This Memorial Day we mourn those who gave their lives in defending our country. Over the years, many German Americans have been part of the loss of lives that we reflect upon today.
Rituals honoring the dead, especially those who fell in battle against one’s enemy, can be traced back as far as to Ancient Greece. For Americans, Memorial Day is a federal holiday, honoring those in the Armed Forces who fell in service to their country. Germany has a similar day of remembrance called Volkstrauertag
, which is observed two weeks before the first Sunday of Advent. On the surface, these two holidays seem very similar, yet there are some noticeable differences: The focus of Memorial Day in America lies in soldiers and those who have served in the Armed Forces, whereas the German Volkstrauertag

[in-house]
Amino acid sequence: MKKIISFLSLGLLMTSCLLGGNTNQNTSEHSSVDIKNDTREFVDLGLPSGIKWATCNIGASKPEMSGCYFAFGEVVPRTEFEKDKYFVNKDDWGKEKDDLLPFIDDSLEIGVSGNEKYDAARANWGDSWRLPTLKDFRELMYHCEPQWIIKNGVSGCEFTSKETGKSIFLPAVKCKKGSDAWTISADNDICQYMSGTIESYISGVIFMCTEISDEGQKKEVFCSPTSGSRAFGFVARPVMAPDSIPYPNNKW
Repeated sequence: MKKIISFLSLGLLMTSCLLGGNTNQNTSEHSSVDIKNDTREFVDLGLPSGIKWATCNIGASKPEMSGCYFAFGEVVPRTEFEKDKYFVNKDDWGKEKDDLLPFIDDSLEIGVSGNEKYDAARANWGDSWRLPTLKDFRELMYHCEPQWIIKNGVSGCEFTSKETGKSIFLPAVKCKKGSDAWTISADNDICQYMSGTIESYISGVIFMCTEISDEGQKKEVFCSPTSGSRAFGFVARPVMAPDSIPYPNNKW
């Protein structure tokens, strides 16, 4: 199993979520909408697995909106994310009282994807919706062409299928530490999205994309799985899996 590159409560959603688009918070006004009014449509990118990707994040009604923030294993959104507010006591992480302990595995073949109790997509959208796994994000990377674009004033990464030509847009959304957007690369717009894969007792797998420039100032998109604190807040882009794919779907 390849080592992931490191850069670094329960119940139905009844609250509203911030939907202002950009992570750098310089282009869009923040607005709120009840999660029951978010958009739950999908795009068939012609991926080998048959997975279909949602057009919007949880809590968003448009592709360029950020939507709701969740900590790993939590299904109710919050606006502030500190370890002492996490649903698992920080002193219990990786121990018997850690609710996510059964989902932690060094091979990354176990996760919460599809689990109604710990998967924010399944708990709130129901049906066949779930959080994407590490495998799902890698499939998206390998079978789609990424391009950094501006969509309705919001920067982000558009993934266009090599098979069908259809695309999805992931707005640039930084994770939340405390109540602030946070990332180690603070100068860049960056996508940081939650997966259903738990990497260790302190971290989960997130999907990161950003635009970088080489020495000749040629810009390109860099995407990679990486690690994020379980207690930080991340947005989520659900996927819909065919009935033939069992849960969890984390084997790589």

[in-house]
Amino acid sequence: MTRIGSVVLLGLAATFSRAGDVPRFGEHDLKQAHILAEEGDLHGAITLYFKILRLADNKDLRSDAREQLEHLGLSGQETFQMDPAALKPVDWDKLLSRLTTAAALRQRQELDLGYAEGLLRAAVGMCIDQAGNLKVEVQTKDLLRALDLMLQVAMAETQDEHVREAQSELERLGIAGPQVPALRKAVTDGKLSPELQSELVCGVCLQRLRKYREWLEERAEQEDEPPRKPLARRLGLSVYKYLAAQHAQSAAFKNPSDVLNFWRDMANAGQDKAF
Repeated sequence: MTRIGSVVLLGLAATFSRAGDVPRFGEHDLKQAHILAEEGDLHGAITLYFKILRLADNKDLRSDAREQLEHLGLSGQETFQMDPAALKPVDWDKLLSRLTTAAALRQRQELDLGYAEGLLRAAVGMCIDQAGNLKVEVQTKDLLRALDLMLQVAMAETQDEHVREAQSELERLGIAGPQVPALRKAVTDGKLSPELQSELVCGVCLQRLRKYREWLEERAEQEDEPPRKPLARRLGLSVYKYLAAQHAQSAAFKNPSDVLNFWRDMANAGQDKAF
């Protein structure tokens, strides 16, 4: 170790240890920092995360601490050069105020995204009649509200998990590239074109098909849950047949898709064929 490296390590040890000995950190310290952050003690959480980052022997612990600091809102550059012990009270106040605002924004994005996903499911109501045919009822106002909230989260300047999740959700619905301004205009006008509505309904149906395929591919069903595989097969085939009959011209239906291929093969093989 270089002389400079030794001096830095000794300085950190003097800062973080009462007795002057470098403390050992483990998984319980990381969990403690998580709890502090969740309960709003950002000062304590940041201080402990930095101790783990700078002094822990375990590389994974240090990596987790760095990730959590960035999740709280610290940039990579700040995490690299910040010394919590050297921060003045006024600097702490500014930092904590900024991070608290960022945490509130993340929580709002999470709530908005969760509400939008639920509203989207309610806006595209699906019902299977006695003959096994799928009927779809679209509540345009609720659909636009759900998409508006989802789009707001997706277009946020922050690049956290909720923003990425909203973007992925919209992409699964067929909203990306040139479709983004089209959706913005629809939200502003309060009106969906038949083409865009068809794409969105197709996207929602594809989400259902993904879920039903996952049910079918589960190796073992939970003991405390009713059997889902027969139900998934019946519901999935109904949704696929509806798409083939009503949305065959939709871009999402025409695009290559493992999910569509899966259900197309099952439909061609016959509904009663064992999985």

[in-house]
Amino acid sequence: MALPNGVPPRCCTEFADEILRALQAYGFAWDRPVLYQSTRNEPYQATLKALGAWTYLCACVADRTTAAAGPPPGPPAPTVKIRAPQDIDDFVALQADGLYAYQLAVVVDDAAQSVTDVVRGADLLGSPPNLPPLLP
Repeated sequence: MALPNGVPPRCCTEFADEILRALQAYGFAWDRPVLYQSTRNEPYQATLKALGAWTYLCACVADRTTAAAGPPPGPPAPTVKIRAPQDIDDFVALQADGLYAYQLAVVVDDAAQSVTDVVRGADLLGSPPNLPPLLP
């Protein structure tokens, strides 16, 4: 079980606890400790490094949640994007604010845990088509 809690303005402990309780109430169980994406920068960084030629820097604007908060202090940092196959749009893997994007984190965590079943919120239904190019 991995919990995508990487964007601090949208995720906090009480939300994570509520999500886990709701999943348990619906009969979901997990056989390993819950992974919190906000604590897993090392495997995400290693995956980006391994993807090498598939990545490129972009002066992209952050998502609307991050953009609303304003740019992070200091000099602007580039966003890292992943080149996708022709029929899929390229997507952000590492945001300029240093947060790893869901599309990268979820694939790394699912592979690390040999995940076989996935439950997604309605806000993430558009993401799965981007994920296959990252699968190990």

memorializes all victims of war: soldiers, civilians, and those who fell victim to oppressive systems. This reflects some of the cultural differences regarding how the Armed Forces are perceived in each country. Returning after WWII, American soldiers were praised as heroes and saviors of the Free World. In Germany however, former soldiers were initially eager to play down the Wehrmacht
’s involvement in Nazi Crimes and cast themselves as victims, too. Since the 1980s, the perception has changed toward associating Hitler’s Army with Nazi Germany’s shameful past. However, in neither patterns of interpretation did German society give much reason to remember their soldiers as heroes of the nation like in the United States.